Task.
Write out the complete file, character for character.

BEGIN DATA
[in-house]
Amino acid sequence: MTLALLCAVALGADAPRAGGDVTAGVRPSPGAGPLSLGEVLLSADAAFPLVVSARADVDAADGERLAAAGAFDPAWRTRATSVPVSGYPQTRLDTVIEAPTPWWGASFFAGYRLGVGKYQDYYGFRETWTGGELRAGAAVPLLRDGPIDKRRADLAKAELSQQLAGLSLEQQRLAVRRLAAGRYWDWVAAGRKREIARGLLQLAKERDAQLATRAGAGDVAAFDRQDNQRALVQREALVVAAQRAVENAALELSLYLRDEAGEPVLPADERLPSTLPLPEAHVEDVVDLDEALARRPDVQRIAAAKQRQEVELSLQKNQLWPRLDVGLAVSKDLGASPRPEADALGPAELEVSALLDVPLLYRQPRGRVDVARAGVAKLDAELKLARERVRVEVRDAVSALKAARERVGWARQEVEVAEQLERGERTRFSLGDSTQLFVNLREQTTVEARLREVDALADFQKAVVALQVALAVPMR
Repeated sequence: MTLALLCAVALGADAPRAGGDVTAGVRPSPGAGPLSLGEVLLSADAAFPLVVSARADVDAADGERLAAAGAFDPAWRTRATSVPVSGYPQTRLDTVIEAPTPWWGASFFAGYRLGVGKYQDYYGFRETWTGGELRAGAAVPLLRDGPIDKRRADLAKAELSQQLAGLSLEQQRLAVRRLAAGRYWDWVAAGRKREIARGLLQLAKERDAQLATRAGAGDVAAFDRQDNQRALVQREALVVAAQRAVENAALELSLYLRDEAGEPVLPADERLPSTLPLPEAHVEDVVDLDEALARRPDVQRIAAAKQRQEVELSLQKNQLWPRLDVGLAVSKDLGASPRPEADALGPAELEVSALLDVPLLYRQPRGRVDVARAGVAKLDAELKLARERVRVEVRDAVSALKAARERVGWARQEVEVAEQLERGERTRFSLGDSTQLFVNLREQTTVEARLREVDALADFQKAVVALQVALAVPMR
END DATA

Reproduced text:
[in-house]
Amino acid sequence: MTLALLCAVALGADAPRAGGDVTAGVRPSPGAGPLSLGEVLLSADAAFPLVVSARADVDAADGERLAAAGAFDPAWRTRATSVPVSGYPQTRLDTVIEAPTPWWGASFFAGYRLGVGKYQDYYGFRETWTGGELRAGAAVPLLRDGPIDKRRADLAKAELSQQLAGLSLEQQRLAVRRLAAGRYWDWVAAGRKREIARGLLQLAKERDAQLATRAGAGDVAAFDRQDNQRALVQREALVVAAQRAVENAALELSLYLRDEAGEPVLPADERLPSTLPLPEAHVEDVVDLDEALARRPDVQRIAAAKQRQEVELSLQKNQLWPRLDVGLAVSKDLGASPRPEADALGPAELEVSALLDVPLLYRQPRGRVDVARAGVAKLDAELKLARERVRVEVRDAVSALKAARERVGWARQEVEVAEQLERGERTRFSLGDSTQLFVNLREQTTVEARLREVDALADFQKAVVALQVALAVPMR
Repeated sequence: MTLALLCAVALGADAPRAGGDVTAGVRPSPGAGPLSLGEVLLSADAAFPLVVSARADVDAADGERLAAAGAFDPAWRTRATSVPVSGYPQTRLDTVIEAPTPWWGASFFAGYRLGVGKYQDYYGFRETWTGGELRAGAAVPLLRDGPIDKRRADLAKAELSQQLAGLSLEQQRLAVRRLAAGRYWDWVAAGRKREIARGLLQLAKERDAQLATRAGAGDVAAFDRQDNQRALVQREALVVAAQRAVENAALELSLYLRDEAGEPVLPADERLPSTLPLPEAHVEDVVDLDEALARRPDVQRIAAAKQRQEVELSLQKNQLWPRLDVGLAVSKDLGASPRPEADALGPAELEVSALLDVPLLYRQPRGRVDVARAGVAKLDAELKLARERVRVEVRDAVSALKAARERVGWARQEVEVAEQLERGERTRFSLGDSTQLFVNLREQTTVEARLREVDALADFQKAVVALQVALAVPMR